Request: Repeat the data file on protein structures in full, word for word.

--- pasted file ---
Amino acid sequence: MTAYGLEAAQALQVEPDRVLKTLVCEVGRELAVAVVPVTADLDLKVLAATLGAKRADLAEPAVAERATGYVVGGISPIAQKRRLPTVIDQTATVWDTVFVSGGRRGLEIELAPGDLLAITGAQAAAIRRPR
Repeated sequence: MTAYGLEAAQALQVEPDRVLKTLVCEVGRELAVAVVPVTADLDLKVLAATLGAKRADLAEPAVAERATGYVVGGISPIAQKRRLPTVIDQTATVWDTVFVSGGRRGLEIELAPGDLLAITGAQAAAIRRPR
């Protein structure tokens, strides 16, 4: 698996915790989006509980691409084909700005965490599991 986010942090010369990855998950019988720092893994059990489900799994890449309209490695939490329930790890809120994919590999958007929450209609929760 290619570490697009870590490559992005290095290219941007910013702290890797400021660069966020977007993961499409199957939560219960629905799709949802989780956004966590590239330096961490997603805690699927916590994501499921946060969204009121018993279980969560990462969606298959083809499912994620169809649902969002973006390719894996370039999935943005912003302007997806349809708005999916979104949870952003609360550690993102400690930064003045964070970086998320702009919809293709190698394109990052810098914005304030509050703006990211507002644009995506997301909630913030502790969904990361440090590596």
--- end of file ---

Amino acid sequence: MTAYGLEAAQALQVEPDRVLKTLVCEVGRELAVAVVPVTADLDLKVLAATLGAKRADLAEPAVAERATGYVVGGISPIAQKRRLPTVIDQTATVWDTVFVSGGRRGLEIELAPGDLLAITGAQAAAIRRPR
Repeated sequence: MTAYGLEAAQALQVEPDRVLKTLVCEVGRELAVAVVPVTADLDLKVLAATLGAKRADLAEPAVAERATGYVVGGISPIAQKRRLPTVIDQTATVWDTVFVSGGRRGLEIELAPGDLLAITGAQAAAIRRPR
């Protein structure tokens, strides 16, 4: 698996915790989006509980691409084909700005965490599991 986010942090010369990855998950019988720092893994059990489900799994890449309209490695939490329930790890809120994919590999958007929450209609929760 290619570490697009870590490559992005290095290219941007910013702290890797400021660069966020977007993961499409199957939560219960629905799709949802989780956004966590590239330096961490997603805690699927916590994501499921946060969204009121018993279980969560990462969606298959083809499912994620169809649902969002973006390719894996370039999935943005912003302007997806349809708005999916979104949870952003609360550690993102400690930064003045964070970086998320702009919809293709190698394109990052810098914005304030509050703006990211507002644009995506997301909630913030502790969904990361440090590596």